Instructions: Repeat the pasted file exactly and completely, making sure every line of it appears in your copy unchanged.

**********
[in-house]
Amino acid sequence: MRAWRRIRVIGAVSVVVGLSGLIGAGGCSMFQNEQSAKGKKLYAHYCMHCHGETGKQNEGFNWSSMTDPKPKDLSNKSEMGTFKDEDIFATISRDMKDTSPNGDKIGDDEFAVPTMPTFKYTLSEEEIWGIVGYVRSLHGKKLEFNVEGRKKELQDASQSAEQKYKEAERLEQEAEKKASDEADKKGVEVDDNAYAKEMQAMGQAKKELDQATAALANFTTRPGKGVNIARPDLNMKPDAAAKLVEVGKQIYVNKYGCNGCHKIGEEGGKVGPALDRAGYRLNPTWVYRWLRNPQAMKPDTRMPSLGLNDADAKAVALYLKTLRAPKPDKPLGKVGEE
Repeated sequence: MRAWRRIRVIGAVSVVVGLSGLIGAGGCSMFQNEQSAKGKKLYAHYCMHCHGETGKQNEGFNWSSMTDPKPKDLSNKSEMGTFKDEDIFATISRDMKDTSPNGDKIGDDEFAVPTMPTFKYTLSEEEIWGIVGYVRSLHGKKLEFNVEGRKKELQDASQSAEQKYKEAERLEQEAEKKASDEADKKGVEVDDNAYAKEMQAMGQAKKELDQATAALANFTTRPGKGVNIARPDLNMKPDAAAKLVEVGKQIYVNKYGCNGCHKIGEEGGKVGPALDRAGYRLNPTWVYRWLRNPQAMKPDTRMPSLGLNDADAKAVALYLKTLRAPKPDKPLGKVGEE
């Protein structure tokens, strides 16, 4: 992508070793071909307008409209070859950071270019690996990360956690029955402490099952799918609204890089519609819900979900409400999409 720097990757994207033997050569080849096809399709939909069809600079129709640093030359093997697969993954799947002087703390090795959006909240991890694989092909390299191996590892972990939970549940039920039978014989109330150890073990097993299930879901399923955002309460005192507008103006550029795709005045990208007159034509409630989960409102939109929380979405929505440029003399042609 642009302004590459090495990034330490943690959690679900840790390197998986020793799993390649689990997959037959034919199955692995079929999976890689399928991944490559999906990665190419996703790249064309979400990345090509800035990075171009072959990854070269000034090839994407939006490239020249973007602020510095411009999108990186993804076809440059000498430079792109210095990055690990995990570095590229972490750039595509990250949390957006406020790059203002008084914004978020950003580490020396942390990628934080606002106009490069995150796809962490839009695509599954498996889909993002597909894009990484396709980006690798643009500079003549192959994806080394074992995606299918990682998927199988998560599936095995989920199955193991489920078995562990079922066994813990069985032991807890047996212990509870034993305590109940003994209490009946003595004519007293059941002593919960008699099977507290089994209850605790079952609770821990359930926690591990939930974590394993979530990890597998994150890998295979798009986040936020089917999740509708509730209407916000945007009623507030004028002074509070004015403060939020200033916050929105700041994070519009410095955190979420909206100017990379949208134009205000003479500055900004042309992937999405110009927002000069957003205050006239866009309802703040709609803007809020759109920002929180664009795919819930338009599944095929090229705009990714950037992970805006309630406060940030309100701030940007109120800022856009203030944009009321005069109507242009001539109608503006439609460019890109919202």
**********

[in-house]
Amino acid sequence: MRAWRRIRVIGAVSVVVGLSGLIGAGGCSMFQNEQSAKGKKLYAHYCMHCHGETGKQNEGFNWSSMTDPKPKDLSNKSEMGTFKDEDIFATISRDMKDTSPNGDKIGDDEFAVPTMPTFKYTLSEEEIWGIVGYVRSLHGKKLEFNVEGRKKELQDASQSAEQKYKEAERLEQEAEKKASDEADKKGVEVDDNAYAKEMQAMGQAKKELDQATAALANFTTRPGKGVNIARPDLNMKPDAAAKLVEVGKQIYVNKYGCNGCHKIGEEGGKVGPALDRAGYRLNPTWVYRWLRNPQAMKPDTRMPSLGLNDADAKAVALYLKTLRAPKPDKPLGKVGEE
Repeated sequence: MRAWRRIRVIGAVSVVVGLSGLIGAGGCSMFQNEQSAKGKKLYAHYCMHCHGETGKQNEGFNWSSMTDPKPKDLSNKSEMGTFKDEDIFATISRDMKDTSPNGDKIGDDEFAVPTMPTFKYTLSEEEIWGIVGYVRSLHGKKLEFNVEGRKKELQDASQSAEQKYKEAERLEQEAEKKASDEADKKGVEVDDNAYAKEMQAMGQAKKELDQATAALANFTTRPGKGVNIARPDLNMKPDAAAKLVEVGKQIYVNKYGCNGCHKIGEEGGKVGPALDRAGYRLNPTWVYRWLRNPQAMKPDTRMPSLGLNDADAKAVALYLKTLRAPKPDKPLGKVGEE
């Protein structure tokens, strides 16, 4: 992508070793071909307008409209070859950071270019690996990360956690029955402490099952799918609204890089519609819900979900409400999409 720097990757994207033997050569080849096809399709939909069809600079129709640093030359093997697969993954799947002087703390090795959006909240991890694989092909390299191996590892972990939970549940039920039978014989109330150890073990097993299930879901399923955002309460005192507008103006550029795709005045990208007159034509409630989960409102939109929380979405929505440029003399042609 642009302004590459090495990034330490943690959690679900840790390197998986020793799993390649689990997959037959034919199955692995079929999976890689399928991944490559999906990665190419996703790249064309979400990345090509800035990075171009072959990854070269000034090839994407939006490239020249973007602020510095411009999108990186993804076809440059000498430079792109210095990055690990995990570095590229972490750039595509990250949390957006406020790059203002008084914004978020950003580490020396942390990628934080606002106009490069995150796809962490839009695509599954498996889909993002597909894009990484396709980006690798643009500079003549192959994806080394074992995606299918990682998927199988998560599936095995989920199955193991489920078995562990079922066994813990069985032991807890047996212990509870034993305590109940003994209490009946003595004519007293059941002593919960008699099977507290089994209850605790079952609770821990359930926690591990939930974590394993979530990890597998994150890998295979798009986040936020089917999740509708509730209407916000945007009623507030004028002074509070004015403060939020200033916050929105700041994070519009410095955190979420909206100017990379949208134009205000003479500055900004042309992937999405110009927002000069957003205050006239866009309802703040709609803007809020759109920002929180664009795919819930338009599944095929090229705009990714950037992970805006309630406060940030309100701030940007109120800022856009203030944009009321005069109507242009001539109608503006439609460019890109919202």